The effects of irrigation water management techniques with ABR effluents on growth parameters of rice are displayed in Figure 5 and Table 4. The effect of irrigation treatments on the number of panicles per plant was significant (P = 0.003) in 2017 and also significant (P = 0.007) in 2018. Further analysis to separate the means showed that means from CFI and WWF treatments were significantly different from means of AWD treatments as shown in Figure 5. The average number of panicles per plant were higher in 2018 than 2017 season. This may be as a result of early birds' invasion at the trial in 2017 before scarecrows were provided.

Table 4

Effects of irrigation water management techniques with ABR effluents on growth parameters of rice for 2017 and 2018 seasons

Season Treatments Height (cm) Leave area index (LAI) Tiller numbers per plant 
2017 AWD 66.32a 3.57a 58.51a 
CFI 75.53a 3.62a 52.13a 
WWF 70.58a 3.32a 50.98a 
p ns ns ns 
2018 AWD 94.58a 4.14a 59.36a 
CFI 100.94a 3.92a 56.33a 
WWF 97.17a 4.15a 55.79a 
p ns ns ns 
Season Treatments Height (cm) Leave area index (LAI) Tiller numbers per plant 
2017 AWD 66.32a 3.57a 58.51a 
CFI 75.53a 3.62a 52.13a 
WWF 70.58a 3.32a 50.98a 
p ns ns ns 
2018 AWD 94.58a 4.14a 59.36a 
CFI 100.94a 3.92a 56.33a 
WWF 97.17a 4.15a 55.79a 
p ns ns ns 

Notes: Means with same alphabets within a column in a season do not differ significantly at 5% level of probability.

p=probability.

ns (not significant).

Figure 5

Graphical representation of the effects of treatments on growth parameters of rice. Notes: Means with same alphabets within a season do not differ significantly at 5% level of probability. ** = significant at 0.01 probability level.

Figure 5

Graphical representation of the effects of treatments on growth parameters of rice. Notes: Means with same alphabets within a season do not differ significantly at 5% level of probability. ** = significant at 0.01 probability level.

Irrigation water management techniques did not significantly affect the plant height in 2017 (P = 0.37) and 2018 (P = 0.65). The plant heights at every treatment were higher in 2018 than in 2017. The lowest heights found in AWD agreed with the study of Fonteh et al. (2013), who found that reduced depth of ponding and drying enhances the emergence of weeds, which significantly reduces the height of rice plants. LAI was also not significantly affected with the effects of irrigation treatments in both the 2017 (P = 0.69) and 2018 (P = 0.79) seasons. The LAI was higher in treatment AWD than CFI in 2018 and this agreed with the study of Pascual & Wang (2016), who found that LAI under intermittent irrigation is higher than flooded condition. The maximum number of tillers produced per plant was observed in AWD treatment in both seasons. The effect of irrigation water management techniques however had no significant difference (P = 0.41 for 2017 and P = 0.79 for 2018) in number of tillers per plant. The physical inspection of rice in the field did not pick up on any sign of growth disorder, even at a high fertilization rate from ABR effluent. This could be attributable to the fact that irrigated lowland rice like FARO 44 is characterised by a relatively low N-fertilizer efficiency because inorganic N applied is rapidly lost from the field of soil-flood water through volatilization and denitrification (Cassman et al. 1996).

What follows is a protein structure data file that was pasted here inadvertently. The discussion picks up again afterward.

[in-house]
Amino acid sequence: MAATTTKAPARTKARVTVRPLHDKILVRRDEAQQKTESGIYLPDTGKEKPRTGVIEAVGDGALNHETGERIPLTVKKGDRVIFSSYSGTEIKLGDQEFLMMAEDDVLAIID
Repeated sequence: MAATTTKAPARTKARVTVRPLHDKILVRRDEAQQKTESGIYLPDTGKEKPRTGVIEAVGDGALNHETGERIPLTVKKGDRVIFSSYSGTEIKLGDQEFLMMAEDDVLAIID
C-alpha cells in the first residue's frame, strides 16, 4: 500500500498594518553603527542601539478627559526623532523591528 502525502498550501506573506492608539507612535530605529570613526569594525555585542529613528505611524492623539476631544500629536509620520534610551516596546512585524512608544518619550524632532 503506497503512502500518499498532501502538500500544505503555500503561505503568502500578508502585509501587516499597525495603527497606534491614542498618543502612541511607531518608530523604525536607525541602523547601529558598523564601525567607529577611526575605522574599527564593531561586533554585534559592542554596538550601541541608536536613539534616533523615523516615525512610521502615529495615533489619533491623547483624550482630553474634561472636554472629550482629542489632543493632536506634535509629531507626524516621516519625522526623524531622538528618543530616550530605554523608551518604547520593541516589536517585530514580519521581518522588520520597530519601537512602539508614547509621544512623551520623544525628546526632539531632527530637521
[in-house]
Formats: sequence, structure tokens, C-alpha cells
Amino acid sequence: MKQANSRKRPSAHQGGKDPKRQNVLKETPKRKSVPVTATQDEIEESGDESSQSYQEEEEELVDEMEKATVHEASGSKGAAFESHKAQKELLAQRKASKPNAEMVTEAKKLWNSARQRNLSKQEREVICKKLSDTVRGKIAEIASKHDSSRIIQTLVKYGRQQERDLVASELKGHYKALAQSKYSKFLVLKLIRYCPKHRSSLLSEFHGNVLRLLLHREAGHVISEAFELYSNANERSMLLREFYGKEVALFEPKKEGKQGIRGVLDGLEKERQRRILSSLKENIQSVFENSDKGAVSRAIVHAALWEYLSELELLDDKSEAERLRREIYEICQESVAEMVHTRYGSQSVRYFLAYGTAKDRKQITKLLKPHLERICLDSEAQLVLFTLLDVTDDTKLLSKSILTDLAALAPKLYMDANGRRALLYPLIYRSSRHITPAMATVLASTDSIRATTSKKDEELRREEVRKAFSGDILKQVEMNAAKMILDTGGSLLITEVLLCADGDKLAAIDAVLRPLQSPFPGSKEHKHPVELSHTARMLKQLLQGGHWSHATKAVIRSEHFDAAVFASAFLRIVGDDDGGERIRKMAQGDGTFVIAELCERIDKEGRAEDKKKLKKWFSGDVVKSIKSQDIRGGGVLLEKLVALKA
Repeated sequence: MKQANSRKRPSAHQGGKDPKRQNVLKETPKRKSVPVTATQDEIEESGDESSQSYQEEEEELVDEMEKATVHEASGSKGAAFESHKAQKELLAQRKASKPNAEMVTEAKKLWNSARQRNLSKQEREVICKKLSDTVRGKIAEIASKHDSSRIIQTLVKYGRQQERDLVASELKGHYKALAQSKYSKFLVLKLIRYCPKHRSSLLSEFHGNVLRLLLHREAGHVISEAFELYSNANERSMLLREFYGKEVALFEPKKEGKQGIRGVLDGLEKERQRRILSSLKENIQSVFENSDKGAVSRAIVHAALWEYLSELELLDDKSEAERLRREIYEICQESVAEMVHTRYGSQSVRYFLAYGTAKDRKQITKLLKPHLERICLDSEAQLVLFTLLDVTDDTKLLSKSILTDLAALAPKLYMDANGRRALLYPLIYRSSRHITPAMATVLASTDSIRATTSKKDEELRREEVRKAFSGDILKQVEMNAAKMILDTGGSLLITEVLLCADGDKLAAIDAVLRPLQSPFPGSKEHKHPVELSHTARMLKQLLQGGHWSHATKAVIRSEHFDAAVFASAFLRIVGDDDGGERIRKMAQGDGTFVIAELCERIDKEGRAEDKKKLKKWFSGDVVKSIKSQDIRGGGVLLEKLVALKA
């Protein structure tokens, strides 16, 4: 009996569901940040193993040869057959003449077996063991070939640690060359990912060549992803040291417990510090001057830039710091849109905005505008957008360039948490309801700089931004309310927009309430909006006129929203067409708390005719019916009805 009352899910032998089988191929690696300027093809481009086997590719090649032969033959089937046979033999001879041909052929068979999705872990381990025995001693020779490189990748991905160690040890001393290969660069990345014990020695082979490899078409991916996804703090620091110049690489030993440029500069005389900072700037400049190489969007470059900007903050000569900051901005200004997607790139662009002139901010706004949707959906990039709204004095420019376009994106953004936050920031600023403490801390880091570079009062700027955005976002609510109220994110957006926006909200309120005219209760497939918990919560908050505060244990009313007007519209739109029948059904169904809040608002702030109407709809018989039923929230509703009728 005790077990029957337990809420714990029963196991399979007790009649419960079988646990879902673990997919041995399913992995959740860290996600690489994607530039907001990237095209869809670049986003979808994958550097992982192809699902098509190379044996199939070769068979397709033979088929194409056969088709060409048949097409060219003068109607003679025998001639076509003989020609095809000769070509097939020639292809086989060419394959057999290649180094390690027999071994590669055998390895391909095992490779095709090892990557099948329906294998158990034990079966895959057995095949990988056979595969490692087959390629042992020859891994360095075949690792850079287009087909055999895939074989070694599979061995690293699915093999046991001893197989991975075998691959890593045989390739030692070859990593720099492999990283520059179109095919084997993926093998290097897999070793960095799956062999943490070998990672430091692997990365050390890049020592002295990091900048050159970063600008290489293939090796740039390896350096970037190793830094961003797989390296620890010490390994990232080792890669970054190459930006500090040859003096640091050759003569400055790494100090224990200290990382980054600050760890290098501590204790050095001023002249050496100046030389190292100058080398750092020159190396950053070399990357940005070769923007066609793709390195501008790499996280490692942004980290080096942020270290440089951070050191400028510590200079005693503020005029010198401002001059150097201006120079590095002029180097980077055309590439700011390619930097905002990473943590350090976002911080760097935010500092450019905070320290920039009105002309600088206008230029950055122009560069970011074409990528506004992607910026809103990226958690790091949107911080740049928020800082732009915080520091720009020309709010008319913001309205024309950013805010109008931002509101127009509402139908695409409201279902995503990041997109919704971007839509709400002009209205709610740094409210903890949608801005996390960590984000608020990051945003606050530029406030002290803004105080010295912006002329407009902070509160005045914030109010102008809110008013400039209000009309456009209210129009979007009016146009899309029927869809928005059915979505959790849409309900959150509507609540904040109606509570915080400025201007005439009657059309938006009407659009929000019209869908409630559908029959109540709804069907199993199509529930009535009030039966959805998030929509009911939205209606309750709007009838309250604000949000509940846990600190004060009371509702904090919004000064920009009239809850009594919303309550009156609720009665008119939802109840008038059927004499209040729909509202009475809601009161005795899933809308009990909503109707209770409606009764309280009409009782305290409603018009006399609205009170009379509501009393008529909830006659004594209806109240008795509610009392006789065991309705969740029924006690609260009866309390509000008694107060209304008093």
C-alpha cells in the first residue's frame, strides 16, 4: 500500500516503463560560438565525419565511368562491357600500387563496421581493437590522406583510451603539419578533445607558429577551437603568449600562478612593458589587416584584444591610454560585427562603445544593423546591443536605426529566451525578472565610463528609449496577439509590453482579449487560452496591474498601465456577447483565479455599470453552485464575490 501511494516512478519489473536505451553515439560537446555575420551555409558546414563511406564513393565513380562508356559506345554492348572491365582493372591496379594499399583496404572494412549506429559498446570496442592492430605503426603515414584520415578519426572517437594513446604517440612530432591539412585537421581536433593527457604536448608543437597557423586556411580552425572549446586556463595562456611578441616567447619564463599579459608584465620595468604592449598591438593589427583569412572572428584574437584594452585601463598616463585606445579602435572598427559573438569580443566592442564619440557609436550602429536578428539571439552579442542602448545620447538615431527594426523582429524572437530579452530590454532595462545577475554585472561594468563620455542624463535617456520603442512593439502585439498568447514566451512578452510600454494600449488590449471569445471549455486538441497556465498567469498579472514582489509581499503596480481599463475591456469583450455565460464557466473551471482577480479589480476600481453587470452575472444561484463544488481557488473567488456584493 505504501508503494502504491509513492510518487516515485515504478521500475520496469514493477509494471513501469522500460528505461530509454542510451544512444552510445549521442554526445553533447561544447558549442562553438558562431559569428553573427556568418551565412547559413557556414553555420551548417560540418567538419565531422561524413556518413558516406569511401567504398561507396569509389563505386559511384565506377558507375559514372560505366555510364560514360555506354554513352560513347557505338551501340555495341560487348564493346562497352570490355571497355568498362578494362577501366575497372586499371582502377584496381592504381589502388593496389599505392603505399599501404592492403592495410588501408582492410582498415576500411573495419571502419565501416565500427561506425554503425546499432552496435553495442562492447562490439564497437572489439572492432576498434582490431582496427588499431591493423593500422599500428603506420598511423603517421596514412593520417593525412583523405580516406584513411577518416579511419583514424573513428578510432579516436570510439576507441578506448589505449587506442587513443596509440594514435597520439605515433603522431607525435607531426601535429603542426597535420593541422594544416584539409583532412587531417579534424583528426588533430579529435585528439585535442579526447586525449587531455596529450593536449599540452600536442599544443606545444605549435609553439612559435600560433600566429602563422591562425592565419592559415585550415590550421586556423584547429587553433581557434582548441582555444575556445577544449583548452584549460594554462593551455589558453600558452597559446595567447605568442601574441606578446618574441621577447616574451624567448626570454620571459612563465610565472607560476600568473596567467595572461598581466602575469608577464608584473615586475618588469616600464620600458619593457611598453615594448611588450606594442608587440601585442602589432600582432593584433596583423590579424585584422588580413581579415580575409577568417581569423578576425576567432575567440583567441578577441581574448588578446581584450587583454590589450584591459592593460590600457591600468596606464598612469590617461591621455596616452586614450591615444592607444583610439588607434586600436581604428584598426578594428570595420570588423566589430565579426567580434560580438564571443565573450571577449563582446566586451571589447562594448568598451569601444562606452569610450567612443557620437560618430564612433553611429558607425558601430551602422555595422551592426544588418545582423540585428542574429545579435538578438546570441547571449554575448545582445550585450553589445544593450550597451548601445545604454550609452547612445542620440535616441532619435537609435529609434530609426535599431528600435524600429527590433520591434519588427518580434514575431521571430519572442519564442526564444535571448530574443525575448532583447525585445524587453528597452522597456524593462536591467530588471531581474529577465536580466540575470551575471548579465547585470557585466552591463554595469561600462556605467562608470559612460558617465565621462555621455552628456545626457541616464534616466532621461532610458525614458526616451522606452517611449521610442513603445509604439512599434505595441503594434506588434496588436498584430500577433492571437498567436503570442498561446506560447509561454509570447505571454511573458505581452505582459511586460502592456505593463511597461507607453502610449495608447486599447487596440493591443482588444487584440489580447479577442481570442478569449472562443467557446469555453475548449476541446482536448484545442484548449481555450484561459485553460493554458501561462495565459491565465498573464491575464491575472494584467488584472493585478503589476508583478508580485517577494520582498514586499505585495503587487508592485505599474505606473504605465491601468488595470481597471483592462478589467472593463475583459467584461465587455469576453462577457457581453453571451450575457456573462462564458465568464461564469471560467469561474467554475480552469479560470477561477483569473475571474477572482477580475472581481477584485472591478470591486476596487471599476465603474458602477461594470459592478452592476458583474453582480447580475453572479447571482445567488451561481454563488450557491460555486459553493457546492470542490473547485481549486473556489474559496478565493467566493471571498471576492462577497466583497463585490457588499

Yield components

Tables 5 present the effects of irrigation water management techniques on the yield components of rice. The effect of irrigation management techniques was significant (P = 0.001 and 0.05) on the number of filled grains per m2 for both seasons. Further analysis to separate the means of each treatment revealed that the means of number of filled grains per m2 for treatments AWD and CFI were not significantly different from each other but significantly different from treatment WWF. The effect of irrigation treatments was not significant (P = 0.08) in 2017 and (P = 0.13) in 2018 on number of panicles per m2. The treatments did not have significant effect, P = 0.70 in 2017 and P = 0.57 in 2018 on the weight of 1,000 filled grains. The yield components for both seasons followed the same trend with the exception of number of filled grains per panicles that was significant (P = 0.05) in 2017 but not significant (P = 0.13) in 2018 trials.

Table 5

Effects of irrigation water management techniques with ABR effluents on yield components of rice

  Treatments Number of filled grains per m2 Number of filled grains per panicle Number of panicles per m2 Weight of 1,000 filled grains (g) Grain yield (t/ha) Water productivity (kg/m3
2017 AWD 23,556b 77.33b 305.30b 24.13a 5.68b 0.46c 
CFI 21,662b 80.67b 268.70ab 24.90a 5.39b 0.27b 
WWF 14,990a 62.67a 240.70a 25.69a 3.86a 0.21a 
p *** * ns ns ** *** 
2018 AWD 24,862b 81.00a 307.30a 25.63a 6.38a 0.50b 
CFI 23,620b 84.33a 280.00a 26.87a 6.36a 0.24a 
WWF 15,231a 61.33a 248.30a 26.93a 4.12a 0.16a 
p * ns ns ns ns ** 
  Treatments Number of filled grains per m2 Number of filled grains per panicle Number of panicles per m2 Weight of 1,000 filled grains (g) Grain yield (t/ha) Water productivity (kg/m3
2017 AWD 23,556b 77.33b 305.30b 24.13a 5.68b 0.46c 
CFI 21,662b 80.67b 268.70ab 24.90a 5.39b 0.27b 
WWF 14,990a 62.67a 240.70a 25.69a 3.86a 0.21a 
p *** * ns ns ** *** 
2018 AWD 24,862b 81.00a 307.30a 25.63a 6.38a 0.50b 
CFI 23,620b 84.33a 280.00a 26.87a 6.36a 0.24a 
WWF 15,231a 61.33a 248.30a 26.93a 4.12a 0.16a 
p * ns ns ns ns ** 

Notes: Means with same alphabets within a column do not differ significantly at 5% level of probability, ns (not significant).

*=significant at 0.05 probability level.

**=significant at 0.01 probability level.

*** = significant at 0.001 probability level.

Grain yield